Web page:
§ Mr. SPEAKER
It would be extremely inconvenient that the opportunities afforded for hon. Members asking questions and for Ministers replying to those questions should be taken advantage of in this way. We have a Standing Order which sets up a time table dealing with private business and questions, and I think it can hardly be contemplated that all that has to go by the board for a discussion to take place of such a character as that referred to in Standing Order 78. I will not give a definite pronouncement upon this point to-day, because it so fortunately happens that the hon. Member will get an opportunity in an hour or two of raising the point to which he desires to call attention. Perhaps the hon. Member will now bring his Petition to the Table.
§ Petition handed in at the Table, and read by the CLERIC (Sir COURTENAT P. ILBERT), as followeth:—
§ "To the Honourable the Commons of the United Kingdom of Great Britain and Ireland in Parliament Assembled.
§ The humble Petition of George Lansbury, of 103. St. Stephen's Road, Bow, Middlesex, Timber Merchant, Dated 7th day of August, 1913.
- 1. That in respect of certain speeches made by your Petitioner in support of Women's Suffrage, your Petitioner was on the 3rd May, 1913, by the magistrate at
2227 Bow Street, ordered to enter into his own recognisances in the sum of £1,000, and further to find two sureties for his good behaviour each to be bound in the sum of £500, or in default of his finding such sureties, and being himself so hound, it was ordered that he should be imprisoned for a period of three months.
- 2. Your Petitioner appealed against the said Order as being erroneous in point of law on the ground that under the circumstances of the case your Petitioner not having committed any offence or being proved to be likely to commit any offence it wad not competent for The learned magistrate to make the said Order against him.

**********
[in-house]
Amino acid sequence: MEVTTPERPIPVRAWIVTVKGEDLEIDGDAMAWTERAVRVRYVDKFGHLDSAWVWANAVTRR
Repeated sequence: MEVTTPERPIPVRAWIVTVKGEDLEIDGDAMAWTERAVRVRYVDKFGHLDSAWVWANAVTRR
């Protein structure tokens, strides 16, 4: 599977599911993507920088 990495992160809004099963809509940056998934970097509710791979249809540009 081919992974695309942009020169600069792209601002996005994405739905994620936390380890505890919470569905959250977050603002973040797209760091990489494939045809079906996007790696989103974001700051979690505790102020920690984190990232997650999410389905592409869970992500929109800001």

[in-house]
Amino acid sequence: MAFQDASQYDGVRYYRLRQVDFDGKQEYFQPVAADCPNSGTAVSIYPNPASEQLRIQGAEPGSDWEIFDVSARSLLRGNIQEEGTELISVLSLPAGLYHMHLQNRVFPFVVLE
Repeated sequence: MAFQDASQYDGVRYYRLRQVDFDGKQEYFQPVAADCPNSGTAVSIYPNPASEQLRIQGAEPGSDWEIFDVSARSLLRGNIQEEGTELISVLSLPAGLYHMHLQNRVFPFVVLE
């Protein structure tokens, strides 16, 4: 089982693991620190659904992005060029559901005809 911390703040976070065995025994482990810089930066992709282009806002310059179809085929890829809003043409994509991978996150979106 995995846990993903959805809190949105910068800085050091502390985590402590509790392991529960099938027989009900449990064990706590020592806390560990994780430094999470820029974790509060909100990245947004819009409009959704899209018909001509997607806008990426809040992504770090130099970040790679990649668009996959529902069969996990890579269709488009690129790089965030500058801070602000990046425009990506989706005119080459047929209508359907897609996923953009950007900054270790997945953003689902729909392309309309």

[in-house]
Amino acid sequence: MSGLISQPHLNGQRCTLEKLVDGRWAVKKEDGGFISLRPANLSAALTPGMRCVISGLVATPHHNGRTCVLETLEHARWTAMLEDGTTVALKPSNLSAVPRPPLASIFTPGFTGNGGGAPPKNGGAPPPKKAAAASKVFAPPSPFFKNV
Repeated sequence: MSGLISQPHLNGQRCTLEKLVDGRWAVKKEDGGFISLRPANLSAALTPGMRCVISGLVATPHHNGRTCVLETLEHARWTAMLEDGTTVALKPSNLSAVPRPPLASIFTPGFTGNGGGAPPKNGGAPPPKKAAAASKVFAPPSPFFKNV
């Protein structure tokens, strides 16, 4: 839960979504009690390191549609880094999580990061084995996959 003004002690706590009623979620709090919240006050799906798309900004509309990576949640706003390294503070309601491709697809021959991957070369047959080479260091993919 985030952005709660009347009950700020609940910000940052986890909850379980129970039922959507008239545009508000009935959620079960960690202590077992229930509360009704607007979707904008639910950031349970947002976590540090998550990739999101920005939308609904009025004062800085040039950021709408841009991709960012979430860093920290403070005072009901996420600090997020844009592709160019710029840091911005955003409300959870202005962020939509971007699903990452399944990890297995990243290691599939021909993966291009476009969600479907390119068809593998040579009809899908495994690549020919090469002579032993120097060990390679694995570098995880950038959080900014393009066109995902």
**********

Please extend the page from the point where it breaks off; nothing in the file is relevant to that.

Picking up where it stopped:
- 3. The said Appeal to the King's Bench Division of the High Court of Justice was dismissed, the judges being of the opinion that although no actual authority to bind your Petitioner over could be found by Statute, that magistrates had assumed the power for so long that the Court was not disposed to deprive the magistrates of such power.
- 4. Your Petitioner for particular reasons affecting his own personal honour did not feel at liberty to enter into recognisances or to find sureties, and in consequence was arrested and committed to prison. Having adopted the hunger strike he has been released, but is in peril at any moment of rearrest, although not guilty of any crime or offence, or likely to commit any crime or offence.
- 5. Your Petitioner respectfully submits his rearrest is wholly in the power of the police who can abstain or not from such rearrest entirely as they may think fit, and that your Petitioner may thus be again committed to prison without having committed any offence.
§ Your Petitioner therefore humbly submits to your honourable House that lie is suffering from an urgent and continuing grievance for which he knows of no remedy unless it be in your wisdom and authority, and humbly prays your honourable House to secure for him irrespective of wider questions of public policy that immediate relief of which he is personally in need by interceding with the Crown or by such other means as may seem good to your honourable House.
§ And your Petitioner will ever pray, etc.
§ GEORGE LANSBURY."